Thanks for this information.   Will stay away from the street vendors. 

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10 hours ago, Tom O. said:

I am responding to my own post. Since I asked this question, I have done some research.

Most US credit cards are "chip and signature" and if a pin number is added to it, it is only for borrowing money at a ATM machine - they still won't work for a European purchase that requires a "chip and pin" card.

However there are a few cards that will allow you to make your chip and signature card into a chip and pin card by adding a pin. One of these cards happens to be a card that I already own, the Bank of America Travel Rewards Card.

So I called them and they guided me through the process of adding a pin online. So I should be fine using this card anywhere in Europe. It will still work as a chip and signature card as well. Also this card is a Visa card which is the most accepted in Europe, and there are no foreign transaction fees.

From what I understand, chip and signature cards will usually be accepted in hotels, restaurants, and other places where there are many tourist customers. But if you go somewhere where they don't see many tourists, such as a grocery store, you will need a chip and pin card.

Hi Tom, yes I agree the US is far behind other countries with regard to the chip and pin security.  I’ll check with BofA as well.  

 

So the answers for the American Tourist may be different.  And the other small item is the public restrooms. 

 

So, here are my question  

Do we need cash for public restrooms? 

Thanks all 

 

 

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13 hours ago, milolii said:

So, here are my question  

Do we need cash for public restrooms? 

Thanks all 

More than once we could enter restrooms by paying with creditcard and pin..... I do not know which countries you will visit, but when visiting Baltic or Scandinavian countries I do not bring cash in foreign currencies (Russia, Denmark, Norway), just some Euro .  You will possibly only need cash if you visit rural areas. and for tipping if necessary.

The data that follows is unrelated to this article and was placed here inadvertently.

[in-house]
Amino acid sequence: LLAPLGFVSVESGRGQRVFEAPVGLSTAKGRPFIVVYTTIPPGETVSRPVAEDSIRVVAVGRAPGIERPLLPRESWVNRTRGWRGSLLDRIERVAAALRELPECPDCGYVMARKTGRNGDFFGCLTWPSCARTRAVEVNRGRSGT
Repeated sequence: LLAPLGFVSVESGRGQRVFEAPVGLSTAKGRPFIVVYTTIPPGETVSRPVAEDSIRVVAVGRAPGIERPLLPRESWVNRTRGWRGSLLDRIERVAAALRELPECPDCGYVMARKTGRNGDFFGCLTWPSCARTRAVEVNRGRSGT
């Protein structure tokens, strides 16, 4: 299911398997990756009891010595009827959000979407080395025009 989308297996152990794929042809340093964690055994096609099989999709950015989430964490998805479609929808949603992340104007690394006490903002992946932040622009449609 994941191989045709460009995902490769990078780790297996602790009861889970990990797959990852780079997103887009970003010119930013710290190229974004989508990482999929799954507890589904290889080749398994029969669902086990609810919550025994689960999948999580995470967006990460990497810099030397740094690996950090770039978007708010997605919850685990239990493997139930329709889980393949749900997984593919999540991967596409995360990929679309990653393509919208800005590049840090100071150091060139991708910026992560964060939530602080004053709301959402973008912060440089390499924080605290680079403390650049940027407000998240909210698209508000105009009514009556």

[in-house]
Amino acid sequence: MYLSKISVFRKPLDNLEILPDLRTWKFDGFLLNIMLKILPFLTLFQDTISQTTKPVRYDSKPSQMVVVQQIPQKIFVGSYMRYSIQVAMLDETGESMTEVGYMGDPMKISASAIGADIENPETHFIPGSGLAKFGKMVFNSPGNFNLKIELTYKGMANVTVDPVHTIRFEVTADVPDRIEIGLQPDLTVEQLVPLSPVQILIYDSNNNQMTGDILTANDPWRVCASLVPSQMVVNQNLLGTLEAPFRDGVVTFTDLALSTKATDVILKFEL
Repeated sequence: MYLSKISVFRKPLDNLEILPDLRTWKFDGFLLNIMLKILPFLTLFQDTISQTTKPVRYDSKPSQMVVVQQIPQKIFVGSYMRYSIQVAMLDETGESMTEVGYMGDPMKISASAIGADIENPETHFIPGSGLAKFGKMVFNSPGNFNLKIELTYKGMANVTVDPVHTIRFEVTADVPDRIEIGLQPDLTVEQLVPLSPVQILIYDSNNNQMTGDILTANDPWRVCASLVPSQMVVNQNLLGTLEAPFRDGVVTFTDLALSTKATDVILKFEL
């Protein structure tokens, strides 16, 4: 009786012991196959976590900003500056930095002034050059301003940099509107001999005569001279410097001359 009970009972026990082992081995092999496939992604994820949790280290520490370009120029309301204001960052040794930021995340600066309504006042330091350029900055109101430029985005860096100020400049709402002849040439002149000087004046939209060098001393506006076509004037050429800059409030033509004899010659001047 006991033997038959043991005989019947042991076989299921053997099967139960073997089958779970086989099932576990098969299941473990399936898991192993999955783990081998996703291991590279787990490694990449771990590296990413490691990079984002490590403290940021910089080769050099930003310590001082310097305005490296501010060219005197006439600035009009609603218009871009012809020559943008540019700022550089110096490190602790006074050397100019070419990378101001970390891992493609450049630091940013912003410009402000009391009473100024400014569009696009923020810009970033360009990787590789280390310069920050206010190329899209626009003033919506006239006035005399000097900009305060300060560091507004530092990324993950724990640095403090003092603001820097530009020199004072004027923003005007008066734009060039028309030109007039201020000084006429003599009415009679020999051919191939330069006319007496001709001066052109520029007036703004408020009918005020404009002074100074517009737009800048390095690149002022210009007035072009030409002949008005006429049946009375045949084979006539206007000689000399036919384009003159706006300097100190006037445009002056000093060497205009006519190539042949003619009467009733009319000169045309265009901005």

Quote

 

 

Edited by MAVIP
tips

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On ‎12‎/‎2‎/‎2019 at 10:46 AM, MAVIP said:

We use contactless in quite a few european countries, but for comparably small amounts only. With credit card and debet card (both types can be chip & Pin at the same time). As a total amount of € 50 is spent (in our country), we have to use the pincode. Of course I cannot speak for a canadian credit card.  Maybe you can ask your bank to be sure?   

 

We have tap and pin in Canada. 

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1 hour ago, Magicat said:

We have tap and pin in Canada. 

OK. You quoted my answer to the original question of Tom O.

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On 12/2/2019 at 10:46 AM, MAVIP said:

We use contactless in quite a few european countries, but for comparably small amounts only. With credit card and debet card (both types can be chip & Pin at the same time). As a total amount of € 50 is spent (in our country), we have to use the pincode. Of course I cannot speak for a canadian credit card.  Maybe you can ask your bank to be sure?   

 

 

I am responding to your response to me to answer your question about Canadian credit card. Tom O is in Utah.

Edited by Magicat

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On 12/3/2019 at 9:08 AM, MAVIP said:

More than once we could enter restrooms by paying with creditcard and pin..... I do not know which countries you will visit, but when visiting Baltic or Scandinavian countries I do not bring cash in foreign currencies (Russia, Denmark, Norway), just some Euro .  You will possibly only need cash if you visit rural areas. and for tipping if necessary.

 

Thank you . This is good to know.  My concern is that in the US, (California)  we are far behind other countries and the chip and pin is not widely available. We still use chip and sign.  

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29 minutes ago, milolii said:

We still use chip and sign.  

People who only use signature could have quite a problem. The last few years no restaurant or hotels asked us for a signature. Might be that France is an exception, but sometimes they also still use cheque payment and those will normally be refused over here. Complicated era.

 

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3 hours ago, MAVIP said:

People who only use signature could have quite a problem. The last few years no restaurant or hotels asked us for a signature. Might be that France is an exception, but sometimes they also still use cheque payment and those will normally be refused over here. Complicated era.